Most Twitter users tweet publicly, so if someone takes control of your account, they can quickly damage your reputation by tweeting obscenities or lies. And if you use your Twitter account to log into other websites, then someone who gains access to your Twitter account gains the keys to those other accounts.

For these reasons, it’s critical that you take the time to set your security and privacy settings on Twitter. Let’s walk through them.

This guide shows the full, desktop version of the Twitter website. The steps will be similar for the mobile website and Twitter apps. The links throughout the guide will take you directly to the pages referenced.

For some settings, I don’t have a recommendation related to security or privacy, so I don’t describe them in this guide. For those, feel free to keep the default, or choose based on your preferences.

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Twitter Settings

In Twitter, click your profile photo in the top right corner of the screen, then click Settings and privacy. You’ll see a menu on the left side of the screen with various categories of settings. We’ll go through them in order. Be sure to click the Save changes button at the bottom of each screen.


In the menu on the left side of the screen, click Account.

Password reset verification: check this box.

Click Review your login verification methods. Confirm your password, then you’ll see the Login verification page. Click Set up for each option that you’d like to enable. I recommend Mobile security key with the Authy or Google Authenticator apps. If you have a security key, enable that option (I like the YubiKey). Text messages can be spoofed and intercepted, so it’s better to use the mobile security app or security key options than the text message option.

Click Get backup code. Save the backup code somewhere secure; I use the Notes field of the entry in LastPass.

Learn more in How & Why to Use Two-Factor Authentication.

Privacy and safety

Tweet privacy: If you don’t need your tweets to be public to the world, check this box. This makes your tweets private, only visible to those whom you approve. This defeats the purpose for which many people use Twitter, but not everyone needs to make their tweets public. Learn more about public and protected Tweets.

Tweet location: I recommend unchecking this, so that you’re not constantly revealing your location. Learn more in Don’t Post About Travel Before or While You’re Away.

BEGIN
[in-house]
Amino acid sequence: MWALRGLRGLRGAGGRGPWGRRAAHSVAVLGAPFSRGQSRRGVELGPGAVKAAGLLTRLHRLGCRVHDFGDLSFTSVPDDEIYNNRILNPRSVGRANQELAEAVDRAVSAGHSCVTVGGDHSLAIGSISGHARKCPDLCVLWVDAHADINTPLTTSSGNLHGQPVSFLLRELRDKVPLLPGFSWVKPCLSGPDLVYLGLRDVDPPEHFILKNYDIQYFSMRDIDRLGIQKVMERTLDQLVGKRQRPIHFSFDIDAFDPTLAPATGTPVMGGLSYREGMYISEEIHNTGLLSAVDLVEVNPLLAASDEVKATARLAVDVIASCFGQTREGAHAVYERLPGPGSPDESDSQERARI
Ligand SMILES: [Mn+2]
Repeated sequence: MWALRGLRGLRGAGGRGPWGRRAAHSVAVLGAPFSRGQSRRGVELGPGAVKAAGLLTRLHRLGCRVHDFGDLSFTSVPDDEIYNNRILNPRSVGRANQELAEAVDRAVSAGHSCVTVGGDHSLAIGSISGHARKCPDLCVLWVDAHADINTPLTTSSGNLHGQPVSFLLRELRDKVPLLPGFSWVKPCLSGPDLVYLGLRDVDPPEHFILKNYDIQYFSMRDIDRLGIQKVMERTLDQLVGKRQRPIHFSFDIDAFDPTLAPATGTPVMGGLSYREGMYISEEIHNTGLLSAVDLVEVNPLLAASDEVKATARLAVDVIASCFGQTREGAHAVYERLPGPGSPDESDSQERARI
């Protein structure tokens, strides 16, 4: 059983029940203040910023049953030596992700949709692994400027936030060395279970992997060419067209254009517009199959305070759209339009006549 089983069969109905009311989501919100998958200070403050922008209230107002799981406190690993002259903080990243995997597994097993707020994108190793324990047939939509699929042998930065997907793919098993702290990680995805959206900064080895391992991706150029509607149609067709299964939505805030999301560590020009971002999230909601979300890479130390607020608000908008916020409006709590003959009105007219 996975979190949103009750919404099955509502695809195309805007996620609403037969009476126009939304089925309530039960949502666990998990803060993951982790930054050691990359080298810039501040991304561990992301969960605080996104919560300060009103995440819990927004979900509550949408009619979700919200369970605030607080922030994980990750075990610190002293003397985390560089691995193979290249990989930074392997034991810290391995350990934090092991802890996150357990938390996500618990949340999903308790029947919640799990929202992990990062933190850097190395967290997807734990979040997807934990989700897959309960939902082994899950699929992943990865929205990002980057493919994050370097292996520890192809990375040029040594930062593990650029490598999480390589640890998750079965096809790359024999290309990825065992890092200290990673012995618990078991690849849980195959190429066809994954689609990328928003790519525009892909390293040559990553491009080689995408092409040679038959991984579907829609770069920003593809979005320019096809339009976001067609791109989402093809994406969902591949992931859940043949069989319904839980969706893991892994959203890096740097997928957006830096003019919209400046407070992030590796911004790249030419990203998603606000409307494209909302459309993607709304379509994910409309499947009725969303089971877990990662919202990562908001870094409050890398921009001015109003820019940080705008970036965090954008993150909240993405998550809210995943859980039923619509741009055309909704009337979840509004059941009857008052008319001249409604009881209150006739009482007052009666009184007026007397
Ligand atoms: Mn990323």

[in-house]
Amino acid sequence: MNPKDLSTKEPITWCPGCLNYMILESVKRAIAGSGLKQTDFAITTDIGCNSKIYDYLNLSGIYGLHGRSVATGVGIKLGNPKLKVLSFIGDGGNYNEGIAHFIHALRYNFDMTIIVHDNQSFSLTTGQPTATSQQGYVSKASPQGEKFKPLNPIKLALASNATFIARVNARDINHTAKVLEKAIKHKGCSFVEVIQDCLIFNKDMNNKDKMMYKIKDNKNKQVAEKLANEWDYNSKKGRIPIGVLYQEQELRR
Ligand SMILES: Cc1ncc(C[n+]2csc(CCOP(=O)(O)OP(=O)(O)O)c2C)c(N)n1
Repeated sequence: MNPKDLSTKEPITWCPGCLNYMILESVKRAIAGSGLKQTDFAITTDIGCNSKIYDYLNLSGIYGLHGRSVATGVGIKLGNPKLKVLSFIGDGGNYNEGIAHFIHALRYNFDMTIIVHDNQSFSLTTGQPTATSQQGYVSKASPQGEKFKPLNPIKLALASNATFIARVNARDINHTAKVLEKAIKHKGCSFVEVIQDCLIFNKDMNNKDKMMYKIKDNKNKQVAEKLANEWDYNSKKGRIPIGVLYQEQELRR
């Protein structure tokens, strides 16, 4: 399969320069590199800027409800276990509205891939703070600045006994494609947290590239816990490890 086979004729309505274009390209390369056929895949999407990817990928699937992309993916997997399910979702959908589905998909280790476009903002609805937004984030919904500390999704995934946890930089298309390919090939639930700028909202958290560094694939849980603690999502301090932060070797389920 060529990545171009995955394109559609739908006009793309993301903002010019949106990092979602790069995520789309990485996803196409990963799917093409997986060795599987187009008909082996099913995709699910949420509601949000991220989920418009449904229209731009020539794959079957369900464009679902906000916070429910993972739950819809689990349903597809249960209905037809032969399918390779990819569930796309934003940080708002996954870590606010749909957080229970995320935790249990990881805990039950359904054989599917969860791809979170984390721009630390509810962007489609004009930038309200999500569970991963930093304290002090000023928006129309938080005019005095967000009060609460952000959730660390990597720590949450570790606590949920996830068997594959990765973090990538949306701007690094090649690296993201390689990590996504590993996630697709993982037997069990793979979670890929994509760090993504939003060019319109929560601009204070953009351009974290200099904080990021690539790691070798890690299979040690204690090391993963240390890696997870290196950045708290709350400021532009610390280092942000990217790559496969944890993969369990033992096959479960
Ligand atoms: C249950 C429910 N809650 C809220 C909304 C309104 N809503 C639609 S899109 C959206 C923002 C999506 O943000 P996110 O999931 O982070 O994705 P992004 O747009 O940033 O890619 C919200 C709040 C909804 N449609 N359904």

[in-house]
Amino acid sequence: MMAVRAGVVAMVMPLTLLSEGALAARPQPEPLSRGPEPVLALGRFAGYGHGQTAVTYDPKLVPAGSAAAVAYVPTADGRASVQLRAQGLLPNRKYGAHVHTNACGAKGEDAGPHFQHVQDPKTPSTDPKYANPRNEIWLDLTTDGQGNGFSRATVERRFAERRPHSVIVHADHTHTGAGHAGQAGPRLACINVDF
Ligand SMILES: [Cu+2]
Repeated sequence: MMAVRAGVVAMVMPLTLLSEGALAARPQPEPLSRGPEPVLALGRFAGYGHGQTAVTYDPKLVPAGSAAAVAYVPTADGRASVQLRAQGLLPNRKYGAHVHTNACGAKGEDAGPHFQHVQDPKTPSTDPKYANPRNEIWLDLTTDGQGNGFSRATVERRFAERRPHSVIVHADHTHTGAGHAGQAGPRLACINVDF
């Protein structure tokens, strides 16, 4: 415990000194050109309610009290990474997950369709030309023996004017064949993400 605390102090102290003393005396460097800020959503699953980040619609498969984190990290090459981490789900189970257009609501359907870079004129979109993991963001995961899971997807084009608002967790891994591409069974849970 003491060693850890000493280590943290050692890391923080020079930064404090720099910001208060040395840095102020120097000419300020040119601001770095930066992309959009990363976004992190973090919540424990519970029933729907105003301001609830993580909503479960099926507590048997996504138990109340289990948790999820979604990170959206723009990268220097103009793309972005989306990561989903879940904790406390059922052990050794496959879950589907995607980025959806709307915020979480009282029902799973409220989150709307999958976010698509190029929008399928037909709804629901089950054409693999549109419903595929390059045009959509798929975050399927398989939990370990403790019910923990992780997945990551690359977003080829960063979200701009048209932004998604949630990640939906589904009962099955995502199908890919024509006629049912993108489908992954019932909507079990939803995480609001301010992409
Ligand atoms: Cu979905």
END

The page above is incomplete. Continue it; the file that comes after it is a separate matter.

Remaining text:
Delete location information: I recommend clicking this to remove location info from your past tweets.

Personalization and Data: Click Edit. On the Personalization and Data page, I suggest clicking Disable all to limit the amount of data Twitter and other companies collect about you. After clicking Save changes, return to Privacy and safety.

Direct Messages: I like to uncheck Send/Receive read receipts. I’m not a fan of read receipts in any messaging platform, because I don’t like people knowing when I’ve read their message. Not only does it reveal behavioral patterns about when you check messages, it also causes people to judge you based on how quickly you reply.


Set a long, strong password (20+ characters, with a mix of uppercase, lowercase, numbers, and special characters). I recommend using a password manager, such as LastPass, to create and store your password.

Apps and devices

Review the Apps connected to your Twitter account. If there are any that don’t truly need access to your Twitter account, click Revoke access.

Review the Recently used devices to access Twitter.  If there are any that don’t truly need access to your Twitter account, click Log out.

Your Profile

In Twitter, click your profile photo in the top right corner of the screen, then click Profile.

Below your header photo, click Edit profile.

On the left side of the screen, below your name, edit your Bio, Location, and Website. Think carefully about what info you want to to be public.

Click the Birthday. Next to these fields are visibility settings. I strongly recommend you set the visibility for these fields to Only you. If you insist on showing your birthday, set the visibility for the month and day to something other than Public, but leave the year as Only you. Learn more.

Using Twitter Safely

If you’ve protected your tweets, then they’re only visible to people you approve. When you receive a request, it’s a good idea to verify the person’s identity (that they are the actual owner of the Twitter account, and that they sent you a request). You can do that by asking them in person, or through some other trusted channel that you’ve previously used to communicate with them (email, other social media, text/SMS, phone, etc.). Or you could ask a trusted mutual friend to confirm their identity.

If you use someone else’s device (computer, phone, tablet, etc.) to log into your Twitter account, be sure to log out when you’re finished! Otherwise, the other person can use Twitter as you after you leave.

Some websites let you log in with your Twitter account. Don’t use this option! If someone hacks your Twitter account, they gain access to all the accounts you’ve set up for Twitter login. Yes, it’s more work to create separate logins for each site, but remembering the logins doesn’t take any extra effort if you use a password manager (I like LastPass).

Just as you need to be careful about clicking links in email and other messages, you must be careful about clicking links you receive in Twitter direct messages (DMs).

Regardless of whether your tweets are public or private, be careful what you tweet. I’ve seen people tweet pictures of credit cards and plane tickets, and tweet that they’re on vacation far from home. Be wise about what you share with others. Learn more about the dangers of posting about travel.

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